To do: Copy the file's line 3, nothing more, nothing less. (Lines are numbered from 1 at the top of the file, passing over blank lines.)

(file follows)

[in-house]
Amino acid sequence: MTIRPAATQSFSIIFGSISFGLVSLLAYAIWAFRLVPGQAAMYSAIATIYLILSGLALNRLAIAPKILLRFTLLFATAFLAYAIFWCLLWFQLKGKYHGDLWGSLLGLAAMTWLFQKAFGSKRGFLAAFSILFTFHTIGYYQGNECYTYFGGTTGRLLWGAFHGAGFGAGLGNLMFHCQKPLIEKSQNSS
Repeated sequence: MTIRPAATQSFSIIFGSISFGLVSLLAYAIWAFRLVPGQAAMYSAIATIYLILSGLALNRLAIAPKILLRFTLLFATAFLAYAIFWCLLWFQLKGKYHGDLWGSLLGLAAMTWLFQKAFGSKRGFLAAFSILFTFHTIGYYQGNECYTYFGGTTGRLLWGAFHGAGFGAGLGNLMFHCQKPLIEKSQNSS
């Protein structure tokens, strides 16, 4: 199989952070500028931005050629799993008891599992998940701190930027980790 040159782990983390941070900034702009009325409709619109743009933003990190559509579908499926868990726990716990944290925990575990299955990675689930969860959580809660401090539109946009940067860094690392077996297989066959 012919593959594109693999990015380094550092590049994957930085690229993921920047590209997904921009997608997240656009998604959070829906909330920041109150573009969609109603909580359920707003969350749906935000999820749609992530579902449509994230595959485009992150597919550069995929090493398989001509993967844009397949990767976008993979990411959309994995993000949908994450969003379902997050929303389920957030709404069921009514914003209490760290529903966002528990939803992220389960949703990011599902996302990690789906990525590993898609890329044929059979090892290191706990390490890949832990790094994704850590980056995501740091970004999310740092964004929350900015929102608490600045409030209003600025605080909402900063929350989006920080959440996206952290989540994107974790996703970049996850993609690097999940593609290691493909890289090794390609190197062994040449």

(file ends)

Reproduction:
Repeated sequence: MTIRPAATQSFSIIFGSISFGLVSLLAYAIWAFRLVPGQAAMYSAIATIYLILSGLALNRLAIAPKILLRFTLLFATAFLAYAIFWCLLWFQLKGKYHGDLWGSLLGLAAMTWLFQKAFGSKRGFLAAFSILFTFHTIGYYQGNECYTYFGGTTGRLLWGAFHGAGFGAGLGNLMFHCQKPLIEKSQNSS